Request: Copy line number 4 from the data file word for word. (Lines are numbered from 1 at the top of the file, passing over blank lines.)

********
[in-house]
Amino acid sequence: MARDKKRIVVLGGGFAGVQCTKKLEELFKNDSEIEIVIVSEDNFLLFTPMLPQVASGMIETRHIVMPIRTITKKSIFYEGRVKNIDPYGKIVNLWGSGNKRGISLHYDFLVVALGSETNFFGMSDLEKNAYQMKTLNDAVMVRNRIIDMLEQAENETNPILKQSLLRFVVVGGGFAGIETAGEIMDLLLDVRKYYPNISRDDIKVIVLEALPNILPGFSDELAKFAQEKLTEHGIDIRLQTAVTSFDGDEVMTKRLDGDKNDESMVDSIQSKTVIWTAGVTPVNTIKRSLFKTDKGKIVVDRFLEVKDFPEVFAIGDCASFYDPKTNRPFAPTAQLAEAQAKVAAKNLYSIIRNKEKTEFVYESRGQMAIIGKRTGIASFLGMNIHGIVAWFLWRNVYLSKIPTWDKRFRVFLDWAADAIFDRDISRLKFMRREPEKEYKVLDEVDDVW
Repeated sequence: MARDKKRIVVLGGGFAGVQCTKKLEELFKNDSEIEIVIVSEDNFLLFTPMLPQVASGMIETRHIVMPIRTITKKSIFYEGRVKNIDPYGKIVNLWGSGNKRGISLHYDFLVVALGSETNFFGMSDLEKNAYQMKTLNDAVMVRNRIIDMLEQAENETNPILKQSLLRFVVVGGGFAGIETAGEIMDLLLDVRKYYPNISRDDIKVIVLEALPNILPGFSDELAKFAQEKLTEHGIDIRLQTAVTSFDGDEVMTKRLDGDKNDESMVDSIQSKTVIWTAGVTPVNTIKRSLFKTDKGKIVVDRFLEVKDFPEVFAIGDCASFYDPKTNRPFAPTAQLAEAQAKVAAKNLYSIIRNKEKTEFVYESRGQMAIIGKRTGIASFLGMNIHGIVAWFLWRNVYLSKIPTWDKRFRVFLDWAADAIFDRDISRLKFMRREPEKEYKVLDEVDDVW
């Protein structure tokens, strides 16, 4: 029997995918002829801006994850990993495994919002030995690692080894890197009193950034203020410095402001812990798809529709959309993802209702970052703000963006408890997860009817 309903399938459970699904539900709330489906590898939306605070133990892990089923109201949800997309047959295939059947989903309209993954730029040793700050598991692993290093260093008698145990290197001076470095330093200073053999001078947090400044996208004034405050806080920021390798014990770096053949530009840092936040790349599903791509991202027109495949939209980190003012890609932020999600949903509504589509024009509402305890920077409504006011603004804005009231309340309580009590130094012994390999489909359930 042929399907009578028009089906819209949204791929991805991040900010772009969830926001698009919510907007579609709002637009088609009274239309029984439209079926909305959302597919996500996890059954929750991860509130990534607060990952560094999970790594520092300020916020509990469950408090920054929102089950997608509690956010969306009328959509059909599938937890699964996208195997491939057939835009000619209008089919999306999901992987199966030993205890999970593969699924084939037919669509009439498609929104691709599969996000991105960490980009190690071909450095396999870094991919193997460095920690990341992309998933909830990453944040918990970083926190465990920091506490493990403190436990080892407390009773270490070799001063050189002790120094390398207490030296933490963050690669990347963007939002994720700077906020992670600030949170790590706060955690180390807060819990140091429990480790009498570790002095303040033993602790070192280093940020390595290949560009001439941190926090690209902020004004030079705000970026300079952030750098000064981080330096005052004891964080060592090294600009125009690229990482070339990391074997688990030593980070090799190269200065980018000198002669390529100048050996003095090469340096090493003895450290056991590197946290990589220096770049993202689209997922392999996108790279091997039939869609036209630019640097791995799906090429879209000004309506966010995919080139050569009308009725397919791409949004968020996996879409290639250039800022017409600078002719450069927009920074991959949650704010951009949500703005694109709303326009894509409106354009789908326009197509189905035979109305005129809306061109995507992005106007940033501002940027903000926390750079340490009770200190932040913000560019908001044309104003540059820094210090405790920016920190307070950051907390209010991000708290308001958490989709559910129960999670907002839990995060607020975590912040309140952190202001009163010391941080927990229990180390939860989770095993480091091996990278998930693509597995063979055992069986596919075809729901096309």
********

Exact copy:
């Protein structure tokens, strides 16, 4: 029997995918002829801006994850990993495994919002030995690692080894890197009193950034203020410095402001812990798809529709959309993802209702970052703000963006408890997860009817 309903399938459970699904539900709330489906590898939306605070133990892990089923109201949800997309047959295939059947989903309209993954730029040793700050598991692993290093260093008698145990290197001076470095330093200073053999001078947090400044996208004034405050806080920021390798014990770096053949530009840092936040790349599903791509991202027109495949939209980190003012890609932020999600949903509504589509024009509402305890920077409504006011603004804005009231309340309580009590130094012994390999489909359930 042929399907009578028009089906819209949204791929991805991040900010772009969830926001698009919510907007579609709002637009088609009274239309029984439209079926909305959302597919996500996890059954929750991860509130990534607060990952560094999970790594520092300020916020509990469950408090920054929102089950997608509690956010969306009328959509059909599938937890699964996208195997491939057939835009000619209008089919999306999901992987199966030993205890999970593969699924084939037919669509009439498609929104691709599969996000991105960490980009190690071909450095396999870094991919193997460095920690990341992309998933909830990453944040918990970083926190465990920091506490493990403190436990080892407390009773270490070799001063050189002790120094390398207490030296933490963050690669990347963007939002994720700077906020992670600030949170790590706060955690180390807060819990140091429990480790009498570790002095303040033993602790070192280093940020390595290949560009001439941190926090690209902020004004030079705000970026300079952030750098000064981080330096005052004891964080060592090294600009125009690229990482070339990391074997688990030593980070090799190269200065980018000198002669390529100048050996003095090469340096090493003895450290056991590197946290990589220096770049993202689209997922392999996108790279091997039939869609036209630019640097791995799906090429879209000004309506966010995919080139050569009308009725397919791409949004968020996996879409290639250039800022017409600078002719450069927009920074991959949650704010951009949500703005694109709303326009894509409106354009789908326009197509189905035979109305005129809306061109995507992005106007940033501002940027903000926390750079340490009770200190932040913000560019908001044309104003540059820094210090405790920016920190307070950051907390209010991000708290308001958490989709559910129960999670907002839990995060607020975590912040309140952190202001009163010391941080927990229990180390939860989770095993480091091996990278998930693509597995063979055992069986596919075809729901096309």